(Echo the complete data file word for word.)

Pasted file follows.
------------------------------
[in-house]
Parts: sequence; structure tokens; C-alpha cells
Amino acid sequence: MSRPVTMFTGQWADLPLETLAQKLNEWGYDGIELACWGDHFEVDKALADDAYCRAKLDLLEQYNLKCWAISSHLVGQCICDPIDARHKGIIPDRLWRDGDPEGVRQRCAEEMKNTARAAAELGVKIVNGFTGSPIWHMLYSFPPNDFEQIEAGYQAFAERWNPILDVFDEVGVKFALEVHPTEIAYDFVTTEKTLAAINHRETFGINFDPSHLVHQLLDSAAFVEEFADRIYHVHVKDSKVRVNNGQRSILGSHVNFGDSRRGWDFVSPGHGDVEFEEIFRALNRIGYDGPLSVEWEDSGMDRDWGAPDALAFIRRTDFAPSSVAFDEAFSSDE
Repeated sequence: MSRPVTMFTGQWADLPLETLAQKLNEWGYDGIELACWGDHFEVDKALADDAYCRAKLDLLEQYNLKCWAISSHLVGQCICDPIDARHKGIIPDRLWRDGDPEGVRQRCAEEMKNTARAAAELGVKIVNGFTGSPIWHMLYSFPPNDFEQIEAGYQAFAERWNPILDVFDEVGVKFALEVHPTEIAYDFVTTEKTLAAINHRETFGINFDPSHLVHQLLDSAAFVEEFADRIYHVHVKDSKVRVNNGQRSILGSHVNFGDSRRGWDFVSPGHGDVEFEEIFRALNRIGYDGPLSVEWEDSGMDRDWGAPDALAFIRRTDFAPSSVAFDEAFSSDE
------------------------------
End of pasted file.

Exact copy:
[in-house]
Parts: sequence; structure tokens; C-alpha cells
Amino acid sequence: MSRPVTMFTGQWADLPLETLAQKLNEWGYDGIELACWGDHFEVDKALADDAYCRAKLDLLEQYNLKCWAISSHLVGQCICDPIDARHKGIIPDRLWRDGDPEGVRQRCAEEMKNTARAAAELGVKIVNGFTGSPIWHMLYSFPPNDFEQIEAGYQAFAERWNPILDVFDEVGVKFALEVHPTEIAYDFVTTEKTLAAINHRETFGINFDPSHLVHQLLDSAAFVEEFADRIYHVHVKDSKVRVNNGQRSILGSHVNFGDSRRGWDFVSPGHGDVEFEEIFRALNRIGYDGPLSVEWEDSGMDRDWGAPDALAFIRRTDFAPSSVAFDEAFSSDE
Repeated sequence: MSRPVTMFTGQWADLPLETLAQKLNEWGYDGIELACWGDHFEVDKALADDAYCRAKLDLLEQYNLKCWAISSHLVGQCICDPIDARHKGIIPDRLWRDGDPEGVRQRCAEEMKNTARAAAELGVKIVNGFTGSPIWHMLYSFPPNDFEQIEAGYQAFAERWNPILDVFDEVGVKFALEVHPTEIAYDFVTTEKTLAAINHRETFGINFDPSHLVHQLLDSAAFVEEFADRIYHVHVKDSKVRVNNGQRSILGSHVNFGDSRRGWDFVSPGHGDVEFEEIFRALNRIGYDGPLSVEWEDSGMDRDWGAPDALAFIRRTDFAPSSVAFDEAFSSDE